Think hard before giving shares to new employee

TE writes: I recently recruited someone who is proving to be a key person in my business and I’m considering giving them shares. Can I give them some of my own, or should I issue new ones?

If you give shares to your employee, a tax charge will arise on you or them, writes Jon Dawson, partner at Kingston Smith LLP. Gifting your own shares will be seen as a disposal for capital gains tax purposes and you will be taxed on the market value of the stock. Issuing new shares will result in an income tax charge on the employee, based on the value.

• A number of other issues need to be considered before going ahead:

• There could be a detrimental effect on other staff, who may feel less valued;

• You could be restricted in how you extract profits from the company if you have to pay dividends to all shareholders;

• Issuing new shares could dilute the shareholdings of other investors;

The employee has not been with you for long and you do not know if they will be committed and successful in the long term.

You could issue share options instead. These can have performance conditions attached to them or they can be linked to an event, such as you selling the business. They would allow you to assess the worker over a longer period. Most options cancel if the employee leaves.

A share option scheme set up as an enterprise management incentive, approved by HM Revenue & Customs, has advantages for the worker and employer, is relatively easy to establish and can be expanded to a wider range of staff.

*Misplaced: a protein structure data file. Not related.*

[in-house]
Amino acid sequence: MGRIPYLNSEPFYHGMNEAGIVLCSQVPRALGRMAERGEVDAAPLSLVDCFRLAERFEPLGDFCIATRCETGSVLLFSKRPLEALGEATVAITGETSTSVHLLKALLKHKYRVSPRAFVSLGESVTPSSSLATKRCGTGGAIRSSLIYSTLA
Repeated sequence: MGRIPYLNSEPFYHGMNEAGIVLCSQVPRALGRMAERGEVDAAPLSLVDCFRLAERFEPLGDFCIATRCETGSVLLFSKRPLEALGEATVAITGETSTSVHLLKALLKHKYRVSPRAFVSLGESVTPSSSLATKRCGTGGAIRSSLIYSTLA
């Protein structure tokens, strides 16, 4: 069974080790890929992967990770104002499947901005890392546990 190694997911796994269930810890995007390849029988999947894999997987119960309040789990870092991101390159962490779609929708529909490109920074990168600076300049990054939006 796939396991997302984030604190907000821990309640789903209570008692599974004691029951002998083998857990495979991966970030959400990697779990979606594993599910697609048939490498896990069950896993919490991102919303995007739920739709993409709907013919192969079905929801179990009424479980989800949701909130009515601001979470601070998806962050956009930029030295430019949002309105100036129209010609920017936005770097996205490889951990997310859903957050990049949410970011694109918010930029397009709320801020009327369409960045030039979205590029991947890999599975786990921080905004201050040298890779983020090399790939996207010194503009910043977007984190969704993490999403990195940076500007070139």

I want my investment in training to pay dividends
CK writes:
I have an employee coming to the end of an apprenticeship. She is keen to move on to further education, which I have offered to help fund. I obviously want to ensure I receive a commitment in return, or at least partial reimbursement if she decides to leave the company within a certain time. Where do I stand legally?

Once apprentices finish their recognised training, companies usually offer a full contract of employment, writes Peter Done, managing director of Peninsula. There is no legal requirement to do so, however, unless contractually agreed.

Funding for further training should be provided on the same terms as are offered to any other employee. Training agreements are commonly used by businesses to cover, for example, gaining professional qualifications. These set out the terms and conditions regarding payment for training. An agreement should be signed in advance of any training by the employee, as an express written agreement or contractual agreement.

Training agreements usually state that all or part of the costs paid by the employer are recoverable if the worker leaves the business within a set time. A sliding scale is often used so that the longer the employee stays, the lower the costs that can be recouped.

While funding is an important part of education, additional support, such as allowing time off for revision or being flexible with the employee during their assessment periods, has lower costs and gives the same result in terms of loyalty. Staff are likely to stay with a business that is encouraging them in a career.